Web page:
The St Helena Story:

An Illustrated History of Colonial
Queensland’s Island Prison

by Jarvis Finger

296 pages;
References and Index;
Full colour throughout; Hundreds
of photographs and illustrations;
Gatefold cover;
250mm x 200mm;
ISBN: 9781921555442
$39.95 plus postage

This well-presented 296-page full-colour history of colonial Queensland’s island prison is rich in eyewitness accounts, anecdotes, historic photographs and documents, illustrations and absorbing tales of prison life, mayhem and escape.
     The material is presented in 18 illustrated chapters – an historical treasurehouse for student, general reader and historian.

Life in Exile for Over 350 Prisoners
and Scores of Warders on a Small Island
in Colonial Brisbane’s Moreton Bay.


Several kilometres from the mouth of the Brisbane River lies St Helena Island. For more than 60 years from 1867, St Helena was home to thousands of society’s outcasts, for here was located colonial Queensland’s foremost prison for men.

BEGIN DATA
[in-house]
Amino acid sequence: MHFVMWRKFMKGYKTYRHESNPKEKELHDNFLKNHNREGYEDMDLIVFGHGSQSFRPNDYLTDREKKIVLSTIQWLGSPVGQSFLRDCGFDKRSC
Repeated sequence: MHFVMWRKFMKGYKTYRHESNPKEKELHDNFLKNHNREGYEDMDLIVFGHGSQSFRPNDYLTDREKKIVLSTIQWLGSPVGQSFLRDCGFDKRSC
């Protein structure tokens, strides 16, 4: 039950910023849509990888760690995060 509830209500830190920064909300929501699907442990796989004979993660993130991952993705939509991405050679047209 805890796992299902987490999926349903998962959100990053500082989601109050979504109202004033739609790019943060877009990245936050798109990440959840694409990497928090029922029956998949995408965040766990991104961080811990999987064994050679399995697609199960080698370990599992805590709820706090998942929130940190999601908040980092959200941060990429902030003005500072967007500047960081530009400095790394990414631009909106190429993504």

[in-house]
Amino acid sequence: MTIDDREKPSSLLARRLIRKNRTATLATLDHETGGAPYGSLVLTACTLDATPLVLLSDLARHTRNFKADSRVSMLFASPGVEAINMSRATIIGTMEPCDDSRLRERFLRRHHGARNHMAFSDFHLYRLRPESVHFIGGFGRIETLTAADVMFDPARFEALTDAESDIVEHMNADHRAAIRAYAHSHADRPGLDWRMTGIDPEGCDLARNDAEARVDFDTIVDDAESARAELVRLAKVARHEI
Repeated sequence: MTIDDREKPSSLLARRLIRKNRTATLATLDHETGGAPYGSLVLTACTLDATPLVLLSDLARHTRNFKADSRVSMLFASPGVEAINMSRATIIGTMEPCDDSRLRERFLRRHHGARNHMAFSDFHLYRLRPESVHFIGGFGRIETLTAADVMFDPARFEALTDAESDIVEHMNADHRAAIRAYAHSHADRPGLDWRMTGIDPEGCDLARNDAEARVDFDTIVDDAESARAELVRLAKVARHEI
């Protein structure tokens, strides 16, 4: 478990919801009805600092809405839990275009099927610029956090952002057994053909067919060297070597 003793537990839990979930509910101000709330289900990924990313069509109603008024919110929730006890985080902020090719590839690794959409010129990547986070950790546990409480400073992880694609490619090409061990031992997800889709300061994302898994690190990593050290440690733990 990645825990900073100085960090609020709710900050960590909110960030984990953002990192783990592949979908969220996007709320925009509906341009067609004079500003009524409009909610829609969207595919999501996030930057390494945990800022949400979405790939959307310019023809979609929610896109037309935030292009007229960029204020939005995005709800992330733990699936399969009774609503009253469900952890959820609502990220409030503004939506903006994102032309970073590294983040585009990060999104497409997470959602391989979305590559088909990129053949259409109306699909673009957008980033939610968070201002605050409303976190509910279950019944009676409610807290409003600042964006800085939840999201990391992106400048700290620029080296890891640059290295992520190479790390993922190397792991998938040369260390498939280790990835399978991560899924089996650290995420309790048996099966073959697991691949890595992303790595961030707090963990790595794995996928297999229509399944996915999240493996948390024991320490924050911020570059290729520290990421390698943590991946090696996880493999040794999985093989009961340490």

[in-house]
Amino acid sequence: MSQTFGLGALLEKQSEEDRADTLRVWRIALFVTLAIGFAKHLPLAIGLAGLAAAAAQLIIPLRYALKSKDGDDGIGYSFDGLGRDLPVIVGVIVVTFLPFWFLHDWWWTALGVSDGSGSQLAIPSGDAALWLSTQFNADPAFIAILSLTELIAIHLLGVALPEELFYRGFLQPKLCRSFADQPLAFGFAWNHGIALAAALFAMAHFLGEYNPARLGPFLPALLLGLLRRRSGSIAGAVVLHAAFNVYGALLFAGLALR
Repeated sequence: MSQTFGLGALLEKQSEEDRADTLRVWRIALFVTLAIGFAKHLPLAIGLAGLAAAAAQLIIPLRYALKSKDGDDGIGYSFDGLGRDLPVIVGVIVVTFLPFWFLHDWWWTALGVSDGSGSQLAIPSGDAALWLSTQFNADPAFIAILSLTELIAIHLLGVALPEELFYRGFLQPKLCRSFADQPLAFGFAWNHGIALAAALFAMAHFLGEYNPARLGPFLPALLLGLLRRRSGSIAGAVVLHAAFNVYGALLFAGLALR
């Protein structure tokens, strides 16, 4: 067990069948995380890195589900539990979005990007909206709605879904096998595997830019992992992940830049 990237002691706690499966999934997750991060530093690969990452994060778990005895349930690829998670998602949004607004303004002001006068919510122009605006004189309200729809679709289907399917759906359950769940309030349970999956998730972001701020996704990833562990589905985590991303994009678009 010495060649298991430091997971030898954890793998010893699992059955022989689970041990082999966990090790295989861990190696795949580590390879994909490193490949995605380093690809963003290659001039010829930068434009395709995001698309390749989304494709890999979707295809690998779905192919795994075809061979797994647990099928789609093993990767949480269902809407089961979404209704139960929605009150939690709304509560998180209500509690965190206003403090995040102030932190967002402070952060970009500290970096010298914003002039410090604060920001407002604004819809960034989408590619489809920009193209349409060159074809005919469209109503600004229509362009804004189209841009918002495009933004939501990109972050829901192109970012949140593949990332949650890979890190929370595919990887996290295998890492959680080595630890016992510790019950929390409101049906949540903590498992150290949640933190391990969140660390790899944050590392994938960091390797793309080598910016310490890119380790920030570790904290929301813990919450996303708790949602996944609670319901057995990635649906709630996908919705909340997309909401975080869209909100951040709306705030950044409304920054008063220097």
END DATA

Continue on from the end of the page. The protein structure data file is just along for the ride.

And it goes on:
During those years, and in the decades following its closure in 1933, the lovely little island gained a fearful reputation as ‘the hell hole of the Pacific’ and ‘Queensland’s own Devil’s Island’, where men were reputedly ‘kept chained by day and night’, ‘flogged to death’ and ‘hurried under the sod while their oppressors turned on those still living’. It was a place to dread for the colony’s murderers, rapists, bushrangers, rebels, thieves and men of like violence and mayhem. They were subjected to the lash, the dreaded black hole, the gag and straight-jacket, and energy-sapping shot drill. Life could be tough on St Helena. It was a secure prison – but dozens of men were desperate enough to attempt escape. Few succeeded.
     But St Helena also gained a reputation as a self-sufficient model prison, held in high regard by visiting interstate and overseas penologists, churchmen and journalists, for here men could be rehabilitated through learning such trades as tailoring, bootmaking, tinsmithing, saddlemaking, and farming pursuits. Indeed, it was claimed that the prison was for the inmates ‘a perfect paradise… In fact they often want to get back there’.
     Where does the truth reside? Was the St Helena Island Penal Establishment ‘living hell’ for society’s miserable outcasts or was it ‘a remnant of old Eden’?